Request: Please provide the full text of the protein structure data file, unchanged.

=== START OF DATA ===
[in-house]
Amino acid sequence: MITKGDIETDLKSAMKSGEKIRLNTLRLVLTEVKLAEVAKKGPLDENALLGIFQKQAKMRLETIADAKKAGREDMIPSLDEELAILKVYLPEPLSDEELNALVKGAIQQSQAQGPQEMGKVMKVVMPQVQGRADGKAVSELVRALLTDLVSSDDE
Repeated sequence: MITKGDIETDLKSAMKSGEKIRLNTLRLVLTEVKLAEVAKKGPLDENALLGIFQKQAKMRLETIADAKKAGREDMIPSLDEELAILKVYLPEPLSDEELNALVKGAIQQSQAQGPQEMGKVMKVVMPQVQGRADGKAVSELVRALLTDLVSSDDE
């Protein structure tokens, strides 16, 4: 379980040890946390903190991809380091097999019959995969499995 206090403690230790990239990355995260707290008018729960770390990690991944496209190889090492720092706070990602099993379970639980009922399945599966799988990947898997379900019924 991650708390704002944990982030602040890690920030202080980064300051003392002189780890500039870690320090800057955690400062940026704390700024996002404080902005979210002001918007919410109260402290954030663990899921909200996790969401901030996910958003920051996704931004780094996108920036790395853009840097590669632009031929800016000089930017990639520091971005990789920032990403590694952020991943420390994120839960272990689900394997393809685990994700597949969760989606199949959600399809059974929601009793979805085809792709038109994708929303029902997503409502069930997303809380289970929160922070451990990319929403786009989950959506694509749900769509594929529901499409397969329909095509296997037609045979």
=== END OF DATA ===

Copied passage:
[in-house]
Amino acid sequence: MITKGDIETDLKSAMKSGEKIRLNTLRLVLTEVKLAEVAKKGPLDENALLGIFQKQAKMRLETIADAKKAGREDMIPSLDEELAILKVYLPEPLSDEELNALVKGAIQQSQAQGPQEMGKVMKVVMPQVQGRADGKAVSELVRALLTDLVSSDDE
Repeated sequence: MITKGDIETDLKSAMKSGEKIRLNTLRLVLTEVKLAEVAKKGPLDENALLGIFQKQAKMRLETIADAKKAGREDMIPSLDEELAILKVYLPEPLSDEELNALVKGAIQQSQAQGPQEMGKVMKVVMPQVQGRADGKAVSELVRALLTDLVSSDDE
């Protein structure tokens, strides 16, 4: 379980040890946390903190991809380091097999019959995969499995 206090403690230790990239990355995260707290008018729960770390990690991944496209190889090492720092706070990602099993379970639980009922399945599966799988990947898997379900019924 991650708390704002944990982030602040890690920030202080980064300051003392002189780890500039870690320090800057955690400062940026704390700024996002404080902005979210002001918007919410109260402290954030663990899921909200996790969401901030996910958003920051996704931004780094996108920036790395853009840097590669632009031929800016000089930017990639520091971005990789920032990403590694952020991943420390994120839960272990689900394997393809685990994700597949969760989606199949959600399809059974929601009793979805085809792709038109994708929303029902997503409502069930997303809380289970929160922070451990990319929403786009989950959506694509749900769509594929529901499409397969329909095509296997037609045979």